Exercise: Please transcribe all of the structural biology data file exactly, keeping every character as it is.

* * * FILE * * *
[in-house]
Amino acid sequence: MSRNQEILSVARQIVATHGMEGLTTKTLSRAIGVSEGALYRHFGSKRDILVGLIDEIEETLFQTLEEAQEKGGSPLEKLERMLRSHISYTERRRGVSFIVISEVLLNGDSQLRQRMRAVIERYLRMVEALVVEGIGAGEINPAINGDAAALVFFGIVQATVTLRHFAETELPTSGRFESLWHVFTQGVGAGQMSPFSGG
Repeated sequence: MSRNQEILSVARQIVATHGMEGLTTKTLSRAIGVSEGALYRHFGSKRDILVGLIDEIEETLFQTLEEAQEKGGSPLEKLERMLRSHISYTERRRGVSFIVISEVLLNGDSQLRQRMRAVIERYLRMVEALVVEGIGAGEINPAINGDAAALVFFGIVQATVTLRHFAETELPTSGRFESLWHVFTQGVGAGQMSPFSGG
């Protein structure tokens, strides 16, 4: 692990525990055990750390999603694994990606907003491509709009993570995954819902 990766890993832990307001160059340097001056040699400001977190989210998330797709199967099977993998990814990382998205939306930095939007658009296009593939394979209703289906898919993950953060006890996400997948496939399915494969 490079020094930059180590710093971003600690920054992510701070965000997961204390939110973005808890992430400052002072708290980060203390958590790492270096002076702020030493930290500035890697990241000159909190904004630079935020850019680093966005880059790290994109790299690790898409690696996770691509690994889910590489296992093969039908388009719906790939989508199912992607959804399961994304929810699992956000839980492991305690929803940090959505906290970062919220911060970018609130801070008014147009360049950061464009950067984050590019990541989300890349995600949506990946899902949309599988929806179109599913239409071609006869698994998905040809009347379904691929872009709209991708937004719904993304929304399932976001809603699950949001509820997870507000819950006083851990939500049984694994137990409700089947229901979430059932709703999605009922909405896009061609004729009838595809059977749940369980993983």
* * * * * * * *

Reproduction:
[in-house]
Amino acid sequence: MSRNQEILSVARQIVATHGMEGLTTKTLSRAIGVSEGALYRHFGSKRDILVGLIDEIEETLFQTLEEAQEKGGSPLEKLERMLRSHISYTERRRGVSFIVISEVLLNGDSQLRQRMRAVIERYLRMVEALVVEGIGAGEINPAINGDAAALVFFGIVQATVTLRHFAETELPTSGRFESLWHVFTQGVGAGQMSPFSGG
Repeated sequence: MSRNQEILSVARQIVATHGMEGLTTKTLSRAIGVSEGALYRHFGSKRDILVGLIDEIEETLFQTLEEAQEKGGSPLEKLERMLRSHISYTERRRGVSFIVISEVLLNGDSQLRQRMRAVIERYLRMVEALVVEGIGAGEINPAINGDAAALVFFGIVQATVTLRHFAETELPTSGRFESLWHVFTQGVGAGQMSPFSGG
């Protein structure tokens, strides 16, 4: 692990525990055990750390999603694994990606907003491509709009993570995954819902 990766890993832990307001160059340097001056040699400001977190989210998330797709199967099977993998990814990382998205939306930095939007658009296009593939394979209703289906898919993950953060006890996400997948496939399915494969 490079020094930059180590710093971003600690920054992510701070965000997961204390939110973005808890992430400052002072708290980060203390958590790492270096002076702020030493930290500035890697990241000159909190904004630079935020850019680093966005880059790290994109790299690790898409690696996770691509690994889910590489296992093969039908388009719906790939989508199912992607959804399961994304929810699992956000839980492991305690929803940090959505906290970062919220911060970018609130801070008014147009360049950061464009950067984050590019990541989300890349995600949506990946899902949309599988929806179109599913239409071609006869698994998905040809009347379904691929872009709209991708937004719904993304929304399932976001809603699950949001509820997870507000819950006083851990939500049984694994137990409700089947229901979430059932709703999605009922909405896009061609004729009838595809059977749940369980993983």